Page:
Referring now to FIG. 1, the viscous coupling is indicated generally at 10 and comprises a housing part 11 and a hub part 12. The housing part 11 comprises a sleeve 13 to which is welded one end plate 14. Another end plate 15 is held in position in the sleeve by a circlip 16. The hub part 12 is rotatable within bores in the end plates 14 and 15 and is sealed thereto by running seals 17. The coupling may be filled with a viscous liquid, e.g. silicone oil, through a filling device 18.
The housing part is provided with internal splines 19 and the hub part with external splines 20. Two sets of plates are mounted in the housing. There is a set of plates, some of which are indicated at 21 which are splined to the housing part 11. There is a second set of plates some of which are indicated at 22 which are splined to the hub part. It will be seen from FIG. 1 that between each adjacent pair of plates 21 is located a pair of plates 22. The plates 21 are planar while the plates 22 have the configuration shown in FIGS. 2 to 4.
Referring now to FIGS. 2 and 3 a plate 22 is in the form of a generally planar disc, having an inner periphery 23 which is splined to receive the splines 20 and an outer periphery 24. The disc is provided with a plurality of circumferentially spaced slots some of which are indicated at 25 and which extend partly across the radial dimension of the disc between the peripheries 23 and 24 and which open into the outer periphery 24.
Between each adjacent pair of slots is a land; some of these are indicated at 26. As is clear from FIG. 3, each land has been deformed out of the general plane of the disc and provides two oppositely inclined surfaces indicated at 27 and 28. The inclined surfaces of each pair are joined by an arcuate surface 29. The disc may be formed to this shape by pressing by inserting a pressing tool into the position shown for example at 30. The inclined surfaces are shown as extending along the whole lengths of the slots but if desired may extend only part way along such length.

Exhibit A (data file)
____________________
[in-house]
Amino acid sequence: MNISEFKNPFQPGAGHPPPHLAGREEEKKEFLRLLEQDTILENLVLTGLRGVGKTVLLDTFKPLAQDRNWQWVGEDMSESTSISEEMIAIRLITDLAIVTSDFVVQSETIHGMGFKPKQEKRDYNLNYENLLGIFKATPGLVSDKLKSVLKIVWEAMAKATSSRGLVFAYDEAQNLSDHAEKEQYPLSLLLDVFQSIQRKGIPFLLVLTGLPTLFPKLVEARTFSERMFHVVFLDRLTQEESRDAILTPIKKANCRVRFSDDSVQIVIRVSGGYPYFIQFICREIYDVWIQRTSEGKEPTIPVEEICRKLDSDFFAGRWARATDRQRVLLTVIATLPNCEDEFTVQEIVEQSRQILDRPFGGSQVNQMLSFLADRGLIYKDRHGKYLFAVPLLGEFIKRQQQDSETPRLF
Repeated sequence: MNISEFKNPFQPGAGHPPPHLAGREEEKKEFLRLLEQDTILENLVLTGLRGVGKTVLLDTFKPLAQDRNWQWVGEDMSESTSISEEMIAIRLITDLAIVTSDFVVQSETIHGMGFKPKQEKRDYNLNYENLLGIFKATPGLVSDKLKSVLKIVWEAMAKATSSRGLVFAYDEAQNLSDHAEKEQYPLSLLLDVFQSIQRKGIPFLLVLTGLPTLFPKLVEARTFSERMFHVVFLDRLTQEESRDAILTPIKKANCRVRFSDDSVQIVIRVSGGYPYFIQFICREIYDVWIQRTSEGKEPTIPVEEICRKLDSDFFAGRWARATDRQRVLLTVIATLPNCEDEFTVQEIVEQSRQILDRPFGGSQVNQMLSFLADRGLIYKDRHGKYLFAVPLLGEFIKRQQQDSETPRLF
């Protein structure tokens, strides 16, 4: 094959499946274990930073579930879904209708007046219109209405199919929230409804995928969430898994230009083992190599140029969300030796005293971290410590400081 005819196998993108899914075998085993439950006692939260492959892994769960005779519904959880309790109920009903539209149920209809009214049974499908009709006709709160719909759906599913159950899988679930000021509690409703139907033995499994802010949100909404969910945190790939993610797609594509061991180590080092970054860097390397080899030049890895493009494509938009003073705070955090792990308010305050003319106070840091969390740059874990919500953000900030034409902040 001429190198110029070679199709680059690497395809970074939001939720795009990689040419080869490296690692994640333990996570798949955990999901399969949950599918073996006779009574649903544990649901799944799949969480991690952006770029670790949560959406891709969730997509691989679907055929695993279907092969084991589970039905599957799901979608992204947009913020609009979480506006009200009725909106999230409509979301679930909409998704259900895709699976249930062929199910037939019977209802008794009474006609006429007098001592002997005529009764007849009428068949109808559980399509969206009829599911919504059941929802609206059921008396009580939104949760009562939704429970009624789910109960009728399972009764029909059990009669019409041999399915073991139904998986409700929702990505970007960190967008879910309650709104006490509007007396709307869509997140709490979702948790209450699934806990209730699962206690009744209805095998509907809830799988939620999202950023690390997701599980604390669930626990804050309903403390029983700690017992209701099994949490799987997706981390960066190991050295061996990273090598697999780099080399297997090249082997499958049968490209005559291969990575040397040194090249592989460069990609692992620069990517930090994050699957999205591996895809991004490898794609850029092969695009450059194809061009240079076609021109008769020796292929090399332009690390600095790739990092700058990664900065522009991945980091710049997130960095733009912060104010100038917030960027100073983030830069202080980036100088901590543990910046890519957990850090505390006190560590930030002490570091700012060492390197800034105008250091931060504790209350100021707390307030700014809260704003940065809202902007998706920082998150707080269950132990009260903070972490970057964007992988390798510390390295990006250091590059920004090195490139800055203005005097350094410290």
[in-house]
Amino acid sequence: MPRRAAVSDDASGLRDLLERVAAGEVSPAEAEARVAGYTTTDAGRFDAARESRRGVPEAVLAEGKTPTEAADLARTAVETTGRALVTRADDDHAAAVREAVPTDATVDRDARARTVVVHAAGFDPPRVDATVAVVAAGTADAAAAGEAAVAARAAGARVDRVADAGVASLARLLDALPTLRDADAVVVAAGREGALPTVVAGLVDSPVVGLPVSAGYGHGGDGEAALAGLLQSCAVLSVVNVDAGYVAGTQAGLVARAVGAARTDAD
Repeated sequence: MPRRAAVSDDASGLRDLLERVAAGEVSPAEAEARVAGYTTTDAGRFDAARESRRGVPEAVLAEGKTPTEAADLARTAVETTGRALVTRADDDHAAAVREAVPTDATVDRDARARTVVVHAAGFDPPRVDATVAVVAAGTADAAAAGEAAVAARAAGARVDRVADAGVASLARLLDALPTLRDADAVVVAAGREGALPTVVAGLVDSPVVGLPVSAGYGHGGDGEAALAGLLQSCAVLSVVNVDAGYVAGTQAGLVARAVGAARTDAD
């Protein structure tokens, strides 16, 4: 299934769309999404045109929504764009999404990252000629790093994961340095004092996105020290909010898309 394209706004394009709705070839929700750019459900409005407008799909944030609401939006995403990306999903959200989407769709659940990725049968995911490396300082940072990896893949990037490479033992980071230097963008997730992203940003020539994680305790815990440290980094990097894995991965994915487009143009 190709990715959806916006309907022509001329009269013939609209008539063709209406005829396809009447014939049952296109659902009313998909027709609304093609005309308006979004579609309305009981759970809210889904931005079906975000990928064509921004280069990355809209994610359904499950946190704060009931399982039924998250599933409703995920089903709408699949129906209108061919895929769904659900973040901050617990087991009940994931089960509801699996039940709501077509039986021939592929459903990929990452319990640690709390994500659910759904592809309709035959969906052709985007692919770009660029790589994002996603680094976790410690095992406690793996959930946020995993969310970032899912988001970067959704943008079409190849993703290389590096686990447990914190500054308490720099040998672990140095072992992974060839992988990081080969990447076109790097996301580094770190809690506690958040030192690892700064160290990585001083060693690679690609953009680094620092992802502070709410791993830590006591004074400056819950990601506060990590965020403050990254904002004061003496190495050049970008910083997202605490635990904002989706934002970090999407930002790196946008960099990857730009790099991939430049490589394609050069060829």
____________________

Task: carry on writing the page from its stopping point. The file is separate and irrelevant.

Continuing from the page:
Because of the deformation of the lands 26, the portions of the lands which provide the inclined surfaces 27 and 28 are inclined to the general plane of the disc and thus the walls such as those shown at 31 of the slots 25 converge in the direction of the arrow A in FIG. 3 and thus provide sharp edges 32 on the face 33 of the disc which, as will be described, help to scrape off the viscous fluid from the surfaces of the plates 21 as hump mode is approached.
This is shown more clearly in FIG. 5 which shows a portion of a plate 21 and a portion of a plate 22 in engagement. It will be seen that the sharp edges 32 are engaged with the face 33 of the planar disc 21 which is provided with apertures, one of which is shown at 34, located so as to be out of alignment with the slots 25.
FIG. 6 shows two plates 21 which are indicated at 121 and 221 respectively. Between these plates are two plates 22 which are indicated at 122 and 222 respectively. FIG. 6 shows the arrangement of the plates in the viscous mode. It will be seen that the arcuate surfaces 29 of the two plates 122 and 222 are in alignment and may engage. As the pressure in the coupling increases due to increase in temperature of the viscous fluid consequent upon prolonged relative rotation between the housing part and the hub part the inner plates 122 and 222 are moved apart under the unbalanced pressure into engagement with the plates 121 and 221 as shown in FIG. 7. Additional inner plates on the other sides of the outer plates 121 and 221 are indicated in FIG. 7 as 322 and 422.
It will be seen that each outer plate 121 and 221 is supported by two inner plates and that the edges 32 of the slots 25 are in engagement with the planar surfaces of the outer plates 121 and 221 and thus as relative rotation takes place they scrape the silicone oil off the surfaces of the plates 121 and 221 so that good frictional engagement takes place between the edges 32 and the surfaces of the plates 121 and 221. The oil scraped off can move outwardly through the slots 25.